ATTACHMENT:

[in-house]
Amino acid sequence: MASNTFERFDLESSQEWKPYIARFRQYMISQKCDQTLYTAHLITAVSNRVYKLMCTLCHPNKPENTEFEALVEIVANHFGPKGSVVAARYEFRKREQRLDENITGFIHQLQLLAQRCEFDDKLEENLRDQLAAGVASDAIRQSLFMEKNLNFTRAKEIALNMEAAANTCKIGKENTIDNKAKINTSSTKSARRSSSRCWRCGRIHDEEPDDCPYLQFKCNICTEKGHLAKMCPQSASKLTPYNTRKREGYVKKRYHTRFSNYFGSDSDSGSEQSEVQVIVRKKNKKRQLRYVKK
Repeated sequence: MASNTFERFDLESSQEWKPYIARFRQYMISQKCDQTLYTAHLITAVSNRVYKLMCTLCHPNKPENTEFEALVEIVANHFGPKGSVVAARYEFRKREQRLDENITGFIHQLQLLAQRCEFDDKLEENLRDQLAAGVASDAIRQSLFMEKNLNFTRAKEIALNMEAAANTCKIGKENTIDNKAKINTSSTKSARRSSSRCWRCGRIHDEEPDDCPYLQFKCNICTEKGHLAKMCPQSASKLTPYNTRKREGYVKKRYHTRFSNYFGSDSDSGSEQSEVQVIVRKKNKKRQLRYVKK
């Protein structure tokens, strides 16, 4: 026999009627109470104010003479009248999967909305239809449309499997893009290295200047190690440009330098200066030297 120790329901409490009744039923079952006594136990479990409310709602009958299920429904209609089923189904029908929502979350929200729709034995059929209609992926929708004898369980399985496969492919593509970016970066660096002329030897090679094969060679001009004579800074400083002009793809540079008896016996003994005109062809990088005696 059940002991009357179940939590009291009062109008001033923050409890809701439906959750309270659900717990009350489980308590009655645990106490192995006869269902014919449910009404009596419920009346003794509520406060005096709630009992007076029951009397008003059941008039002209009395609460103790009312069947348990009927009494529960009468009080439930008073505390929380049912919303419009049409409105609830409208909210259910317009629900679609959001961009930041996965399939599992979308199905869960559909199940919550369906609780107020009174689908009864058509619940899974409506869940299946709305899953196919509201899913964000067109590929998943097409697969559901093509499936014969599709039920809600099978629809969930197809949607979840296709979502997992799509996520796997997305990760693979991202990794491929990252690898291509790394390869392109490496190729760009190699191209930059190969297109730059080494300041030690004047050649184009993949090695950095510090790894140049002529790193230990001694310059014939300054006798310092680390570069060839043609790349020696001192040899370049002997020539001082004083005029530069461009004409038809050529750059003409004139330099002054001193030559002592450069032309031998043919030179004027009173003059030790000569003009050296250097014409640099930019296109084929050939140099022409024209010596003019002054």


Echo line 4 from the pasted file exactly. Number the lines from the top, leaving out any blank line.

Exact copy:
């Protein structure tokens, strides 16, 4: 026999009627109470104010003479009248999967909305239809449309499997893009290295200047190690440009330098200066030297 120790329901409490009744039923079952006594136990479990409310709602009958299920429904209609089923189904029908929502979350929200729709034995059929209609992926929708004898369980399985496969492919593509970016970066660096002329030897090679094969060679001009004579800074400083002009793809540079008896016996003994005109062809990088005696 059940002991009357179940939590009291009062109008001033923050409890809701439906959750309270659900717990009350489980308590009655645990106490192995006869269902014919449910009404009596419920009346003794509520406060005096709630009992007076029951009397008003059941008039002209009395609460103790009312069947348990009927009494529960009468009080439930008073505390929380049912919303419009049409409105609830409208909210259910317009629900679609959001961009930041996965399939599992979308199905869960559909199940919550369906609780107020009174689908009864058509619940899974409506869940299946709305899953196919509201899913964000067109590929998943097409697969559901093509499936014969599709039920809600099978629809969930197809949607979840296709979502997992799509996520796997997305990760693979991202990794491929990252690898291509790394390869392109490496190729760009190699191209930059190969297109730059080494300041030690004047050649184009993949090695950095510090790894140049002529790193230990001694310059014939300054006798310092680390570069060839043609790349020696001192040899370049002997020539001082004083005029530069461009004409038809050529750059003409004139330099002054001193030559002592450069032309031998043919030179004027009173003059030790000569003009050296250097014409640099930019296109084929050939140099022409024209010596003019002054």